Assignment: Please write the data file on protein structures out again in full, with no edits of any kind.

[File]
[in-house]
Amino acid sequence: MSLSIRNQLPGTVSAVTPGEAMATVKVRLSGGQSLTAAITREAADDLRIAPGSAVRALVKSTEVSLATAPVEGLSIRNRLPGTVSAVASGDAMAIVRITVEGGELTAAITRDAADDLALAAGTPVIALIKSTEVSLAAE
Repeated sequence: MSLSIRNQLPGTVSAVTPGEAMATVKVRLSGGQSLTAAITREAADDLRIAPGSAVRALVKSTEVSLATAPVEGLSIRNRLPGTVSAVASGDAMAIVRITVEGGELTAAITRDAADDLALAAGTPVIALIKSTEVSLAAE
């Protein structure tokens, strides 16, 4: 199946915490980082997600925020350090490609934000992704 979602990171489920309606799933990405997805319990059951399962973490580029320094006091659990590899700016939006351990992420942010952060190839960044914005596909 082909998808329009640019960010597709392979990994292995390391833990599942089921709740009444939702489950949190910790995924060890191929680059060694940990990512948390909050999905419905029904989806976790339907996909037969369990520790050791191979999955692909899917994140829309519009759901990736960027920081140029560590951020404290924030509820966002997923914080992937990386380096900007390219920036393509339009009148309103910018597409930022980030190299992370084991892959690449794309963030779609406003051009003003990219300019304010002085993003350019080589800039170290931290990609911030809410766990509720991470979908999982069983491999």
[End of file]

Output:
[in-house]
Amino acid sequence: MSLSIRNQLPGTVSAVTPGEAMATVKVRLSGGQSLTAAITREAADDLRIAPGSAVRALVKSTEVSLATAPVEGLSIRNRLPGTVSAVASGDAMAIVRITVEGGELTAAITRDAADDLALAAGTPVIALIKSTEVSLAAE
Repeated sequence: MSLSIRNQLPGTVSAVTPGEAMATVKVRLSGGQSLTAAITREAADDLRIAPGSAVRALVKSTEVSLATAPVEGLSIRNRLPGTVSAVASGDAMAIVRITVEGGELTAAITRDAADDLALAAGTPVIALIKSTEVSLAAE
């Protein structure tokens, strides 16, 4: 199946915490980082997600925020350090490609934000992704 979602990171489920309606799933990405997805319990059951399962973490580029320094006091659990590899700016939006351990992420942010952060190839960044914005596909 082909998808329009640019960010597709392979990994292995390391833990599942089921709740009444939702489950949190910790995924060890191929680059060694940990990512948390909050999905419905029904989806976790339907996909037969369990520790050791191979999955692909899917994140829309519009759901990736960027920081140029560590951020404290924030509820966002997923914080992937990386380096900007390219920036393509339009009148309103910018597409930022980030190299992370084991892959690449794309963030779609406003051009003003990219300019304010002085993003350019080589800039170290931290990609911030809410766990509720991470979908999982069983491999």